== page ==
Discover challenging and dramatic walking trails shaped by the footsteps of traders, smugglers, saints and pirates. Cornish walking trails will reveal ancient tin mines, clifftop castles, timeless fishing villages and wild moors as you travel through a landscape of huge cliffs and hidden coves that goes back to the depths of time itself. In between the coastal drama, iconic harbours such as St Ives and Padstow give walkers access to some of the UK‘s best restaurants and coastal hotels. A county encircled by the wild Atlantic ocean, there is over 330 miles of spectacular world class coast path here taking you around the farthest corners of England - put simply it feels like walking on the edge of the world.
Stretching from coast to coast across the southwest of England, Devon is a richly diverse county with rugged shores and cliffs in the north, and classic Victorian seaside resorts in the south. In between you'll find tranquil green pastures, wooded gorges and the two dramatic wild moors in the National Parks of Dartmoor and Exmoor. Choose Devon for its walking variety, and you'll find that the popular image of cream teas and thatched cottages is true - but that Devon is so much more once you explore it on two feet. Coast to coast routes like the Two Moors Way will offer a journey through it all from the wild northern shores that inspired the Romantic poets to the maritime ports of the south coast.
Free your soul and clear your mind! Walking on the wild moors of these National Parks is a wonderful antidote to modern living. England's last true wilderness, Dartmoor offers 365 square miles of virtually uninhabited freedom with high moors and twisted dramatic granite tors a land of myths, ghosts and legends. Exmoor, its smaller and more gentle neighour, is 250 Square miles of near perfect and unique beauty, with high uplands swathed in heather and steep, wooded gorges and rushing streams. See Dartmoor ponies and Exmoor stags in these wildlife rich areas, home to 30 species of mammals and over 240 types of bird. The moors offer a unique opportunity for more challenging walking where the only human sound you will hear is the rhythm of your own breath.
Avoid the crowds and discover “Secret Somerset” missed by so many rushing headlong for the far South West. The 'land of the summer people' was named in a time when this area could only be visited in the summer months as the sea receded. Today its a rich, fertile and 'for real' landscape crowned by the fine walking ridges of the Mendip and Quantock Hills both protected areas of outstanding natural beauty. Rising up over King Arthur‘s Vale of Avalon along with the magical Tor at Glastonbury, walkers will find hidden gorges, wooded combes and the best inland panoramas of the South West. Also boasting its own Jurassic Coast Path, providing a gateway into the wilds of Exmoor National Park, Somerset offers walking routes without the crowds for those who want to find..... what the rest miss.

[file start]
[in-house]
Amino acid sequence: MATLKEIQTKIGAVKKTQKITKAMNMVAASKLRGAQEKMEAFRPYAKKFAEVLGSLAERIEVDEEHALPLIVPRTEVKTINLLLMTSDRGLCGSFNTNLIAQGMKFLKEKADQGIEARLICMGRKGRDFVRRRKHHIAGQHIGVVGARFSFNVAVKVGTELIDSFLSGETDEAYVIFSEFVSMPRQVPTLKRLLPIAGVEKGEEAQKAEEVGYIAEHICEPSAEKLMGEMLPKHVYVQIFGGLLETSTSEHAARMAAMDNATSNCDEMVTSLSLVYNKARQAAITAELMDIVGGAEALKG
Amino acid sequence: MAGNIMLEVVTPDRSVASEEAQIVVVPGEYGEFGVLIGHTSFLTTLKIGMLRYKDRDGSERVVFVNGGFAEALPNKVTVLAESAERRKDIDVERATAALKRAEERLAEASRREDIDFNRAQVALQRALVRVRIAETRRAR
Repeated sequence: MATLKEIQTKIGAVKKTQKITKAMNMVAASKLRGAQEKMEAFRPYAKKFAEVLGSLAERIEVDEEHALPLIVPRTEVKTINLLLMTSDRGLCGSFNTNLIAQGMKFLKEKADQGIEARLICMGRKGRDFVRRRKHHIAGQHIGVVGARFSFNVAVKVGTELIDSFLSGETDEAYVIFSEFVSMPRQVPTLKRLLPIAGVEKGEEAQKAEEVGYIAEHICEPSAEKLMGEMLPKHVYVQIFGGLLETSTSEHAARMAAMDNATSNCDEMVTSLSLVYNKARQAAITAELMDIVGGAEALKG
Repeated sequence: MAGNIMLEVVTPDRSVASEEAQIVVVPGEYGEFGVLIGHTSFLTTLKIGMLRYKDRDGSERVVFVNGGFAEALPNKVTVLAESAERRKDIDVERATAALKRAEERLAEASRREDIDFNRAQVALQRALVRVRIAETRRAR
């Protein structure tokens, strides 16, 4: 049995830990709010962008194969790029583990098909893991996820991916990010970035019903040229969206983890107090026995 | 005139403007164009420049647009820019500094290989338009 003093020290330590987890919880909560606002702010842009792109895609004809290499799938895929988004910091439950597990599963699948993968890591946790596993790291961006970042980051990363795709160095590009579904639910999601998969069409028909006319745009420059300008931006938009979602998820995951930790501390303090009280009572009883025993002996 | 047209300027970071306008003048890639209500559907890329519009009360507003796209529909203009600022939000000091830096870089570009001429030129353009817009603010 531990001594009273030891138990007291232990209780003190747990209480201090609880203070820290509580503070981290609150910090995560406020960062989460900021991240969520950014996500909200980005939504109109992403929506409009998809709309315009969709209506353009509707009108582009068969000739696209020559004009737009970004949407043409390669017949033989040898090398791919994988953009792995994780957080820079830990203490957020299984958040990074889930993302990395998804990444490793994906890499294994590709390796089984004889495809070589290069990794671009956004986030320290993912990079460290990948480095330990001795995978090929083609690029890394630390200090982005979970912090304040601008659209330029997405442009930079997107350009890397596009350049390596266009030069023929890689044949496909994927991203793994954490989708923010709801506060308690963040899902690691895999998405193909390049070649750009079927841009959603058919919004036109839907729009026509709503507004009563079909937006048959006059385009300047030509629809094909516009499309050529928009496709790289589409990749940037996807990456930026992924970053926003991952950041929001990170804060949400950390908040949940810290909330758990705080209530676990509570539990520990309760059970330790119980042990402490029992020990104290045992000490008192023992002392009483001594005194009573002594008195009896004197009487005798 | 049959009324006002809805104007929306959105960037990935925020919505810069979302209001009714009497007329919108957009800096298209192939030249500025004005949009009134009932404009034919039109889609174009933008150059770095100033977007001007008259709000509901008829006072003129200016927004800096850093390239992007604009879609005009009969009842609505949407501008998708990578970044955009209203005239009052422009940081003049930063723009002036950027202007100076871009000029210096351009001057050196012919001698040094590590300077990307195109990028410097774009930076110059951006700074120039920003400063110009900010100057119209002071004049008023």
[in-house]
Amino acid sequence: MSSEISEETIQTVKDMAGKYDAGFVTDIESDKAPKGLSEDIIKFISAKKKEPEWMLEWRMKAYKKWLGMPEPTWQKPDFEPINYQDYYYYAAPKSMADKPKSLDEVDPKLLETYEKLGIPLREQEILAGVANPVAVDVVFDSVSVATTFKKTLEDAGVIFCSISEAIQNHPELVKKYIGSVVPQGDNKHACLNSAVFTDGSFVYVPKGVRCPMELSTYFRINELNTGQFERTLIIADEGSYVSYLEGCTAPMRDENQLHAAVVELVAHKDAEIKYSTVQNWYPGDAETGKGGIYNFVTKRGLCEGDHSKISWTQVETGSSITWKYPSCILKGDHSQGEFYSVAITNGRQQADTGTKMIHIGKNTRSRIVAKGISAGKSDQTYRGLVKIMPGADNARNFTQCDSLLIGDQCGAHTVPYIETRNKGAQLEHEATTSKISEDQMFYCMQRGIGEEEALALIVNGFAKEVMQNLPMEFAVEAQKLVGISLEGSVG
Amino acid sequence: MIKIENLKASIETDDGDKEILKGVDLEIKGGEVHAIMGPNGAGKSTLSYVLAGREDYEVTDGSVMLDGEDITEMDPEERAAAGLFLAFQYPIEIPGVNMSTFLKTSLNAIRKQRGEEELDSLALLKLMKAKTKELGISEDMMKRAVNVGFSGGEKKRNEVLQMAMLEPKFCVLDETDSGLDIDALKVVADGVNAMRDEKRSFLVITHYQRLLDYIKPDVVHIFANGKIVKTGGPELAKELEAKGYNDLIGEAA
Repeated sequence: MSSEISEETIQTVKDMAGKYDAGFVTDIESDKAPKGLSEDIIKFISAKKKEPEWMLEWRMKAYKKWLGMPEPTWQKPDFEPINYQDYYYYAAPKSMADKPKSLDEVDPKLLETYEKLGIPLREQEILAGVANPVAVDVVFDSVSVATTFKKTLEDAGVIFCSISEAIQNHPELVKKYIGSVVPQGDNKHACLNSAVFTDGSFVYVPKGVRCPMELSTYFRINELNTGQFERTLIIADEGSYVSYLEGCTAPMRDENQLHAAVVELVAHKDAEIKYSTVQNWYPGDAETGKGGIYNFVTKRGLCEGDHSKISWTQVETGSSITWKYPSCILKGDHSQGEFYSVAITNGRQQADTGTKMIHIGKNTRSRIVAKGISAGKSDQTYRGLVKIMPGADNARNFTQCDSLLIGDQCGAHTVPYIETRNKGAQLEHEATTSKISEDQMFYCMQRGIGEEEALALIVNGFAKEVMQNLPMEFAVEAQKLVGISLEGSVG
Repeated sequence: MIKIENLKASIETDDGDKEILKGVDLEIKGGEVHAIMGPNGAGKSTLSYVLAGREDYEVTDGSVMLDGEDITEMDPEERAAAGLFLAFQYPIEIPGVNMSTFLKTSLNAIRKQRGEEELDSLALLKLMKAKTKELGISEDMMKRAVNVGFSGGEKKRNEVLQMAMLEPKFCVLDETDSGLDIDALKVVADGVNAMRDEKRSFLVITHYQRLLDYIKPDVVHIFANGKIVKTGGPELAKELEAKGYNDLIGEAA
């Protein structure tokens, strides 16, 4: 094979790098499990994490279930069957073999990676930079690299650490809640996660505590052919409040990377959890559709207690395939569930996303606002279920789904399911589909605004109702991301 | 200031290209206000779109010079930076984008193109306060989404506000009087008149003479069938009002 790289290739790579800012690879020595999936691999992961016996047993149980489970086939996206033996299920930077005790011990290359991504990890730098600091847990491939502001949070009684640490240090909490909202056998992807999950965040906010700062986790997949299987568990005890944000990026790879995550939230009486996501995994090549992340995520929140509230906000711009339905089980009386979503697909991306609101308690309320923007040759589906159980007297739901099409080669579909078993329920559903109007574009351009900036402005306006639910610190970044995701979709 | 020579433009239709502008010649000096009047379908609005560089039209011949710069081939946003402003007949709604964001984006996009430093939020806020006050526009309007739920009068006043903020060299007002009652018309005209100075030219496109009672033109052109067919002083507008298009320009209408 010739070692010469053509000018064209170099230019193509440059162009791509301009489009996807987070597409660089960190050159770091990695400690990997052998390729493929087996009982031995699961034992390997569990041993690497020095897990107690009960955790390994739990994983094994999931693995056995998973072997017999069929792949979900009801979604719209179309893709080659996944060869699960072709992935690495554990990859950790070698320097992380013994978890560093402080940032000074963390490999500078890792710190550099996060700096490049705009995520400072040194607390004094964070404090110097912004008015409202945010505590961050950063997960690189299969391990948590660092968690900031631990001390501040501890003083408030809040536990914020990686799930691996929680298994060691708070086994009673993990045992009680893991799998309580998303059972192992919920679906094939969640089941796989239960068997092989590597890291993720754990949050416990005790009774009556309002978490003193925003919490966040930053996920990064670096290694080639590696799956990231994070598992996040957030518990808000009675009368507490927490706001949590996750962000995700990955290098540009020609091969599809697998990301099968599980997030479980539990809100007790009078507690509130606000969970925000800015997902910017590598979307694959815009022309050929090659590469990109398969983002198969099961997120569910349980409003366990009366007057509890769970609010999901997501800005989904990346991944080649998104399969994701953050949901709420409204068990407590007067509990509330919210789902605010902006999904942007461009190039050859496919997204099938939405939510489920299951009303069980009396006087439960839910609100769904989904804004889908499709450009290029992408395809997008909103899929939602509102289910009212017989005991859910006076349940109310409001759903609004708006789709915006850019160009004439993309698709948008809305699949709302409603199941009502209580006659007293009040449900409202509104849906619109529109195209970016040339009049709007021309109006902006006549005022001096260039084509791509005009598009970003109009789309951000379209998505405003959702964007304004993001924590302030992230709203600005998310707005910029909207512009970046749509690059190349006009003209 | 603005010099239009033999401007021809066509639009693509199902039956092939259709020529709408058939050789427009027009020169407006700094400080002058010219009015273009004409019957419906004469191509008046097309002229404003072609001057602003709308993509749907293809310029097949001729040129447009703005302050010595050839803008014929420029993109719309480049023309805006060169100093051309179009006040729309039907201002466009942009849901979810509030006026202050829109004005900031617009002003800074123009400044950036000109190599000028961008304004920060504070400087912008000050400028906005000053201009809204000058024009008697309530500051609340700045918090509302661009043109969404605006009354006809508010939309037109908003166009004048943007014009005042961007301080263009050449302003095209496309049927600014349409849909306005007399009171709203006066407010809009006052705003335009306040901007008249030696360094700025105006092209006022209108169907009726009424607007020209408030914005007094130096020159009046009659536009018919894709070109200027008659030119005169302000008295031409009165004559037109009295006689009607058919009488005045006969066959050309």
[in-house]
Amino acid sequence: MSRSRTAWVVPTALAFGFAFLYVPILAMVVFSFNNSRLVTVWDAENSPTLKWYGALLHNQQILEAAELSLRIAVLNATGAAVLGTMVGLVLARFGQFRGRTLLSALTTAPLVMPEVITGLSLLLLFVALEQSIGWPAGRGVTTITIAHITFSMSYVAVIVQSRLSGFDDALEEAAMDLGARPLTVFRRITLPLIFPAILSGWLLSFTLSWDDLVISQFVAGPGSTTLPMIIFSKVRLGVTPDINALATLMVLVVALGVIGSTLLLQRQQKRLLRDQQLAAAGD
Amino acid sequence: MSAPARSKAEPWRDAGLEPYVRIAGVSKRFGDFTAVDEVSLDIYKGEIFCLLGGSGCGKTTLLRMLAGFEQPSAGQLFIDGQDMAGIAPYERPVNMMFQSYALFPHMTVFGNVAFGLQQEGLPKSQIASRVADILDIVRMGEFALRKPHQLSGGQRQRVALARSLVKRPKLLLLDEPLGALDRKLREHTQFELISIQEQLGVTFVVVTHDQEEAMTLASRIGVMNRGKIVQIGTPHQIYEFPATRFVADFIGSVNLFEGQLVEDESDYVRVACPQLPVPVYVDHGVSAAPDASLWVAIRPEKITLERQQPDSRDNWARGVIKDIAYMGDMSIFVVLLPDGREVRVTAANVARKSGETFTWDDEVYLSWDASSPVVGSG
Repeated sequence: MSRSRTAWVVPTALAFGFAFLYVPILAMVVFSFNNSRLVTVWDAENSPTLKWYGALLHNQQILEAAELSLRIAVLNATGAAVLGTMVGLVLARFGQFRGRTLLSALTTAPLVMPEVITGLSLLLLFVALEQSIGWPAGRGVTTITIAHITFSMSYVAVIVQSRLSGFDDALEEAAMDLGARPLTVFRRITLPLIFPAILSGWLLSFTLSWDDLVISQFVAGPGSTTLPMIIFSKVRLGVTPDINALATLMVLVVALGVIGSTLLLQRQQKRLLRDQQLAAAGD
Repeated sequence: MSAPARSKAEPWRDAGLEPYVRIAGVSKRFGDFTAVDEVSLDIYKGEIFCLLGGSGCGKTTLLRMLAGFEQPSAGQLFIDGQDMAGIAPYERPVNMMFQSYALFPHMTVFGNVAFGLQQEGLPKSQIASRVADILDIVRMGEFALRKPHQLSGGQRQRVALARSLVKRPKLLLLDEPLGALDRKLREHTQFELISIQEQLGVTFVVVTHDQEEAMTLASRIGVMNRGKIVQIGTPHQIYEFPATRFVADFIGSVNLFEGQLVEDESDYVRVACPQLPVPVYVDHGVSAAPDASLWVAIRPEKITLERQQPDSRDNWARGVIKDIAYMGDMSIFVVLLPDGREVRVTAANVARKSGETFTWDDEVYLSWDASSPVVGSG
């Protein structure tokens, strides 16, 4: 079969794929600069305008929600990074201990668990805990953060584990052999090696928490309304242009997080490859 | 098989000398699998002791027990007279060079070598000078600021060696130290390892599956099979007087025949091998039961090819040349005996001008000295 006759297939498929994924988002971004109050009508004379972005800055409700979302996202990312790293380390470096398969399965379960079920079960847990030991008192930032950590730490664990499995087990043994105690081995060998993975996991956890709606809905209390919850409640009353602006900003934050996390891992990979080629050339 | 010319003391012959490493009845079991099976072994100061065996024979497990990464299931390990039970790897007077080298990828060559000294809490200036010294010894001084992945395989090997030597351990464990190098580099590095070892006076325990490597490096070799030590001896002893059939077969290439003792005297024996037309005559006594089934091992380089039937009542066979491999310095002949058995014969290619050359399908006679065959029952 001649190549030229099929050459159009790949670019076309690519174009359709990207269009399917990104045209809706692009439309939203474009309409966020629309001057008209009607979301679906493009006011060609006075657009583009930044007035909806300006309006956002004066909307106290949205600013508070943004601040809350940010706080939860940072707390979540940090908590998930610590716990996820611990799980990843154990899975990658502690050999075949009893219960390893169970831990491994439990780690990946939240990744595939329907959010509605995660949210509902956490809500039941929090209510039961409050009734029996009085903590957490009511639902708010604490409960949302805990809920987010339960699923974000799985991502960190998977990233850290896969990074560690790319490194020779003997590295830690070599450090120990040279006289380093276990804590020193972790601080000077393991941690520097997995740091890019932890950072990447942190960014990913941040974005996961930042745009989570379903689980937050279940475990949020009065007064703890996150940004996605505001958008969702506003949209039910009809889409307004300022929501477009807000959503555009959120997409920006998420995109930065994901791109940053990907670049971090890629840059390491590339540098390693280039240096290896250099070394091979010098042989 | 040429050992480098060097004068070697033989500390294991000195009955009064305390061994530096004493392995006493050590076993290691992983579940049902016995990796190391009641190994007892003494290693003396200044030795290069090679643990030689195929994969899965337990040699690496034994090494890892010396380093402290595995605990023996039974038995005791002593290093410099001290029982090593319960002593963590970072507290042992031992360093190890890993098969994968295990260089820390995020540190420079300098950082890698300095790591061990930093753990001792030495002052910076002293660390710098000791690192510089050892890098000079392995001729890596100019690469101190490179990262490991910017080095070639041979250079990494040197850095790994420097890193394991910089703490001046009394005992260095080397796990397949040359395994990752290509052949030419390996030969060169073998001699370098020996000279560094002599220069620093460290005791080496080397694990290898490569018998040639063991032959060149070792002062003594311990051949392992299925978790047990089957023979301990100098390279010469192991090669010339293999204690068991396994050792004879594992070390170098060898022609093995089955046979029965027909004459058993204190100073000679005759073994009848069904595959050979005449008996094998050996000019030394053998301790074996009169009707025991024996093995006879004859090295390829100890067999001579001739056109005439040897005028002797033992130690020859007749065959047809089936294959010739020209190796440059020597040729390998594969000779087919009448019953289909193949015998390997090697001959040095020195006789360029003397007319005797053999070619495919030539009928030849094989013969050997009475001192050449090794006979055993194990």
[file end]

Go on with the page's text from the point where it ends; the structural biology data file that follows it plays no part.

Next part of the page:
Dorset has a comfortable old world “English” feel to it and its walking routes traverse a rather more green and agricultural land of thatched cottages, cream teas.... and fossils ! Walkers here will find the more gentle rolling farmland, pretty villages and chalk ridges beloved by Thomas Hardy that sweep down to end abruptly at the World Heritage Jurassic Coast. Here, alongside the sea, those after more challenging routes can take a walking holiday through time itself amongst the dramatic chalk stacks, cliffs and arches of the Dorsetshire fossil coast. An area that can be very busy in high season but often suits walkers looking for more gentle and less exposed walking than the far west of the region.
Wales offers some of the best walking and outdoor activities to be had anywhere in the world. The 870-mile Welsh Coast Path was only fully opened in 2012 and is the world's first walk along the entire coast of a nation. The terrain is on an equally grand scale with towering cliffs, vast stretches of unspoilt golden sands, imposing castles, offshore islands and to the north there is the backdrop of Snowdonia National Park with its stunning mountains. Wales in general offers walkers great value for money compared to more popular areas like Cornwall with walking options to suit everyone, from those who want the cosmopolitan restaurants and facilities of towns like Tenby and St Davids, through to isolated and remote forests and coastal hills that sit on the very cusp of the Snowdonian Peaks. Bursting with confidence and pride in its “Welshness”, its Celtic history, language and culture there has never been a better time for walkers to enter Wales.
The South West Coast Path is the UK's longest National Trail and one of the top ten walking routes in the world. It snakes, dips and rises continuously on its way through a staggering 1014km (630 miles) of pristine coastline, 450 miles of which is through nationally protected areas. It's a challenge too; walking the entire South West Coast Path is the equivalent to scaling Mount Everest four times! From towering cliffs to hidden coves, ghostly tin mines to lush subtropical wooded creeks. One minute a dramatic rock theatre hewn out of the cliffs, the next a prehistoric fossilized forest or a 20thC Art Deco Island Hotel. What sets The South West Coast Path apart from other trails is that around almost every corner is yet another surprise as you retrace the footsteps and histories of the tin miners, fisherman, smugglers, wreckers and the customs men who chased them.